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Questions and Concerns

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Thomas Sanchez
Thomas Sanchez

Where Can You Buy Dogs From

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where can you buy dogs from

Beware of breeders (or citizens) who are willing to donate a dog or puppy to you. Most of the time, despite good intentions, these dogs do not have the temperament for suitable for K-9 work. If you are not experienced with working dogs, you will not be able to raise a puppy properly for K-9 work, so a puppy is a bad idea even if its parents are working dogs. The days of donated dogs are officially over.

Consider imported or professionally raised dogs from European breeding stock. Look for imported dogs between 11 months and 3 years old from an established K-9 vendor with extensive references. At this age, you can select a dog with the needed temperament and drive to be fairly certain it will successfully complete the required training class. Make sure to first assess what your community needs and what options are out there for training the dog.

Single-purpose green dogs are dogs deemed suitable for only one or the other: either a detection-only dog, or perhaps a patrol-only dog. Tracking can normally be trained into any single purpose detection dog as well.

This can be one of the most overlooked by departments starting a K-9 unit. K-9 is a lot of extra work. K-9 handlers must be fit enough to train with the dog, run behind their trailing dogs, as well as to assist their dogs with an apprehension. They must be intelligent to grasp the training theory, and be self-motivated to do the training and health upkeep of the dog. They need to be even-tempered, goal oriented, and open-minded.

My rule of thumb is that if you give a dog to a very productive officer, the dog will enhance his productivity by a factor of two. If you give a dog to a slug, he will be a slug with a dog in his car. Training for dogs, like people, is a fragile skill. If the handler is lazy to begin with, you can be sure he will be lazy about his training and his documentation, potentially opening you up to significant liability for not keeping the dog trained, certified and reliable.

Once you have the handler selected and the funds to purchase a K-9 dog, and you know whether you are going through an academy class or are getting a trained dog from a training facility, the next step is to select the vendor.

The first step is to check references. A good vendor is one who solves problems and stands behind their guarantees. Dogs are living beings, they sometimes get sick and die, and your vendor should have a solid health and trainability guarantee. For a reference, our guarantees at Tarheel Canine for green dogs are two years on congenital health defects, and a trainability guarantee which guarantees the dog can pass the academy class.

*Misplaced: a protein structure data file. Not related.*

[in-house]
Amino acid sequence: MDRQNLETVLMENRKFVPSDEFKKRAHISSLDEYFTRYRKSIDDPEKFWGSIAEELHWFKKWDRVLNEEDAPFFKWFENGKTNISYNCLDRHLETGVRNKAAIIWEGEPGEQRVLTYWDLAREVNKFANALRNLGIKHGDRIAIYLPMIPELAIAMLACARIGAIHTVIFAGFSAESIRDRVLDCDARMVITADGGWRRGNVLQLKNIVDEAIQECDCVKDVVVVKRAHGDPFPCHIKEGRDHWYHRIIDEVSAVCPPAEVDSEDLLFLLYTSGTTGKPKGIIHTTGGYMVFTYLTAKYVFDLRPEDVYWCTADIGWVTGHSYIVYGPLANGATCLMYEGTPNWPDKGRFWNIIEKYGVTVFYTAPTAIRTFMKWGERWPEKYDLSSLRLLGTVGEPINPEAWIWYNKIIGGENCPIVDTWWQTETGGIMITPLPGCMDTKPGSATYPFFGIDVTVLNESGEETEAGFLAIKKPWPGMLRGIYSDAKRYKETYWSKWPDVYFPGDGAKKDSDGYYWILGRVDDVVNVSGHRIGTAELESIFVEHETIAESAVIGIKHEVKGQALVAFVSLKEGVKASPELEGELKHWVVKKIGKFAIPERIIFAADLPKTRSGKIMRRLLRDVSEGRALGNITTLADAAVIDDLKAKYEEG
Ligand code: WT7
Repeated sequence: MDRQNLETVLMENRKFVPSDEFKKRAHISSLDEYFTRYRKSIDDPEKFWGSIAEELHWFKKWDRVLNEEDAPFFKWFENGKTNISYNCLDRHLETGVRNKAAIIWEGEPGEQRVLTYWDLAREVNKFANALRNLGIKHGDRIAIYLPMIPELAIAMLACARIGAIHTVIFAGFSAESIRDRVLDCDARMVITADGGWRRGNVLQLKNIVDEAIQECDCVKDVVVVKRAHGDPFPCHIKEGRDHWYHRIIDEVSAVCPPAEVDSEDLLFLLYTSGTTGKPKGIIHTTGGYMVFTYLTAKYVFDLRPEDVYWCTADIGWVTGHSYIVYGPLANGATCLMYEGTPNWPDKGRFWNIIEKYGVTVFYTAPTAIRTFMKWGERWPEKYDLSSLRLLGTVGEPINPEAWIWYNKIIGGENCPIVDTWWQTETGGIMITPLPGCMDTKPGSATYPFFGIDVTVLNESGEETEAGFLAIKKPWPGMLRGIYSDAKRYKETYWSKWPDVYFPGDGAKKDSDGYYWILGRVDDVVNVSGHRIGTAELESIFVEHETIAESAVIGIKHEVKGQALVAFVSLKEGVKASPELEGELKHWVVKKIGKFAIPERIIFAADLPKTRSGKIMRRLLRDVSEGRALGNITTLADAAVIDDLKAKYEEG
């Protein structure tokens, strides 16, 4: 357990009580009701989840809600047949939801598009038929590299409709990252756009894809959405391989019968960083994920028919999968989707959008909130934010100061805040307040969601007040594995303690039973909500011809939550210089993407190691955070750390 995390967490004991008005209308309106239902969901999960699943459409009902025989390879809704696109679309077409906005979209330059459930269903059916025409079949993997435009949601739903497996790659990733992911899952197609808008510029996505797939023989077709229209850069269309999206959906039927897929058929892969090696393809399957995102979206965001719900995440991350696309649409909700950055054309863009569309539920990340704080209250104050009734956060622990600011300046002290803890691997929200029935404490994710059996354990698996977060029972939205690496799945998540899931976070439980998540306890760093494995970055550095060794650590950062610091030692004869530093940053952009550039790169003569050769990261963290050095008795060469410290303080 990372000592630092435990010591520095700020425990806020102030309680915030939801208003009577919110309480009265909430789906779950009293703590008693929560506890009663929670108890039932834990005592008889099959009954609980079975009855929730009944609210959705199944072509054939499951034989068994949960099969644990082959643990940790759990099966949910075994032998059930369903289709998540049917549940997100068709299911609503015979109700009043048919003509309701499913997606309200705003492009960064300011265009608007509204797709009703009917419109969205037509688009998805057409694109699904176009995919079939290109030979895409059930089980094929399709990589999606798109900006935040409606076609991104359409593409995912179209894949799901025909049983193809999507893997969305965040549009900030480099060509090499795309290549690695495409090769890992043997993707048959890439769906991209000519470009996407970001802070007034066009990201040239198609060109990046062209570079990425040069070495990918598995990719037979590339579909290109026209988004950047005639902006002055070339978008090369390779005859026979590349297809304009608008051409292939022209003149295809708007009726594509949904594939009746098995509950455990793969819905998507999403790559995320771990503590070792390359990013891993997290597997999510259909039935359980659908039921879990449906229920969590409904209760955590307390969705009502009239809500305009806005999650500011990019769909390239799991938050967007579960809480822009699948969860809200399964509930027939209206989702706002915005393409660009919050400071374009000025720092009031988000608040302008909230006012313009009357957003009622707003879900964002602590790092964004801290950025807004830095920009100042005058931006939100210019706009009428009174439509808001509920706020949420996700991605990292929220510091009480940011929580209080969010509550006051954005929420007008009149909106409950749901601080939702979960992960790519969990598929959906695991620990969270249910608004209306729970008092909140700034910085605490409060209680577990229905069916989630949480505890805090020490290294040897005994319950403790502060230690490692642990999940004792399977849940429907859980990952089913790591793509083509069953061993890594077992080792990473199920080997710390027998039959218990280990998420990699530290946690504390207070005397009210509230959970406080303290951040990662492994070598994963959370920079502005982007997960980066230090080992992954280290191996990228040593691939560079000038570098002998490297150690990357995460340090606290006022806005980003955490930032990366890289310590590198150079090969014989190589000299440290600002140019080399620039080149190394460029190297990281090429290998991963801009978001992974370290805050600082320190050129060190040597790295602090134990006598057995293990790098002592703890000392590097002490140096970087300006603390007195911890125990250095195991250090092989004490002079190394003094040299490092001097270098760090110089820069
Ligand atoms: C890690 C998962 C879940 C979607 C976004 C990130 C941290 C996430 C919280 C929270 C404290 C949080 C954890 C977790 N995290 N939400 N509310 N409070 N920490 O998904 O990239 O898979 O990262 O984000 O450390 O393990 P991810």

Normally, if a dog must be returned for either health or trainability, the vendor will replace the dog with another suitable prospect during the class. For example, if you buy a trained dog rather than a green dog from Tarheel Canine, we give the same two-year health guarantee, but we additionally give a lifetime productivity and temperament guarantee. This means we will replace any dog that is not producing for the agency as long as the upkeep training is properly logged and the handler is following the training protocols he learned in class.

Citation: Sandøe P, Kondrup SV, Bennett PC, Forkman B, Meyer I, Proschowsky HF, et al. (2017) Why do people buy dogs with potential welfare problems related to extreme conformation and inherited disease? A representative study of Danish owners of four small dog breeds. PLoS ONE 12(2): e0172091.

Competing interests: Helle Friis Proschowsky has a potential conflict of interest in that she works for the Danish Kennel Club, which has clear vested interest in breeding of purebred dogs. However, Helle Friis Proschowsky has had no final say in any matters that could relate to this potential conflict of interest. Also, this potential conflict of interest does not alter our adherence to PLOS ONE policies on sharing data and materials.

Different explanations have been proposed regarding the apparent paradox, that people buy breeds of dog that are predisposed to diseases and other welfare problems, while at the same time caring deeply about their dogs. One line of thought is that prospective dog owners, prior to acquisition, are not fully aware of the potential problems their dog may face. It is also possible that dog owners simply do not perceive the clinical signs of some inherited disorders as problems, but rather as normal, breed-specific characteristics [12]. Alternatively, it could be that, when choosing a suitable breed, other characteristics of the dog may be considered more important than its health and welfare [13]. Dogs with extreme physical features may possess qualities that matter to their owners to such an extent that they outshine any health and other welfare problems faced by the dogs.